Each year many children worldwide go missing. For example, in the United States the U.S. Department of Justice reports that:
· 797,500 children (younger than 18) were reported missing in a one-year period of time studied resulting in an average of 2,185 children being reported missing each day.
· 203,900 children were the victims of family abductions.
· 58,200 children were the victims of non-family abductions.
· 115 children were the victims of “stereotypical” kidnapping. (These crimes involve someone the child does not know or someone of slight acquaintance, who holds the child overnight, transports the child 50 miles or more, kills the child, demands ransom, or intends to keep the child permanently.)
Utilize NFC techniques toward identifying a lost child and placing
them back with their worried parents.
Key Objective of Demo
NFC tag allows for the reading of self identifying information
Small children can reasonably carry an NFC tag on themselves
NFC can circumvent issues involving children being taught not to speak to strangers.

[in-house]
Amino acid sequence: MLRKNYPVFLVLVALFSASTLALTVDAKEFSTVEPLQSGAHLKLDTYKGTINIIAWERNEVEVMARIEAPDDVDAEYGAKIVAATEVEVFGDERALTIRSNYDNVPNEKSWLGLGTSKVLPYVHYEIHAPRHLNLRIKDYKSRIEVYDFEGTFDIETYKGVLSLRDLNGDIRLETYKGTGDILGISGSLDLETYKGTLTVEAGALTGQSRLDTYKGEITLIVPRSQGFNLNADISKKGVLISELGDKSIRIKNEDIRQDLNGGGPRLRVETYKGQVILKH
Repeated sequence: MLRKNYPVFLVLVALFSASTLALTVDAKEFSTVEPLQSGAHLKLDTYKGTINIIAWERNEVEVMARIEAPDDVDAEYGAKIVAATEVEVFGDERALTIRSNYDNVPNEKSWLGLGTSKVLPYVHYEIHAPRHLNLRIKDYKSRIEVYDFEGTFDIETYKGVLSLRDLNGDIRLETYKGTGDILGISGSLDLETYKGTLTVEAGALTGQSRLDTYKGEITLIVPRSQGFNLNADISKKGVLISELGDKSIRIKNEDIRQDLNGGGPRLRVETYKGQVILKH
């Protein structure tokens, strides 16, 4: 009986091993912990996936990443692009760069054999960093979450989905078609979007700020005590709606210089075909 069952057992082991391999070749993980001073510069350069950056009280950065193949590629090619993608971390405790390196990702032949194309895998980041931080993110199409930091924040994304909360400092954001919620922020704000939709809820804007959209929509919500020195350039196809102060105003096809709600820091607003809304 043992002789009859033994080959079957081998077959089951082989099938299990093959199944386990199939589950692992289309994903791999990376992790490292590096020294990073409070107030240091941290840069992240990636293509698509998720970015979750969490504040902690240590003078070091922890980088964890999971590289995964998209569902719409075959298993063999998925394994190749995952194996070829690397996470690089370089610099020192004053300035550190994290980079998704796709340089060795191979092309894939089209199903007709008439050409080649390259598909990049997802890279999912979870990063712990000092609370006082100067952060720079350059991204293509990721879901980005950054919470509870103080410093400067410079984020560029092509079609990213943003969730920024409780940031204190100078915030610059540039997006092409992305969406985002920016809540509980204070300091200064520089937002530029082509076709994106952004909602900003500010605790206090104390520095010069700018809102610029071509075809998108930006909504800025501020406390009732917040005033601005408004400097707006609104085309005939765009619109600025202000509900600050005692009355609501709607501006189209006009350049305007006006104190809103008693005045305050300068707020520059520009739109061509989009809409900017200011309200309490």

NFC tags can reveal a variety of self identifying information
Application of NFC can be applied to Senior Citizen homes and health care facilities
What Parents Should know at the end of the demo
NFC tagging is available here and now
NFC can solve issues relating to a child’s native language
NFC can inform about a child's medical condition
NFC tag information can be easily updated
NFC tags are extremely durable
Benefits for Companies
Better Public Relations via parental tools
Building of a Parent Community around a valuable product
Promotion of “Parent Finder” opens up sales & marketing channels
Tailored sales & marketing efforts can be pushed to a specific market segment
Minimal investment leads to something much more valuable, a real sales channel.
25-27 November 2011
Reuniting lost children with their parents
Scan this QR code to see who Wendy belongs to!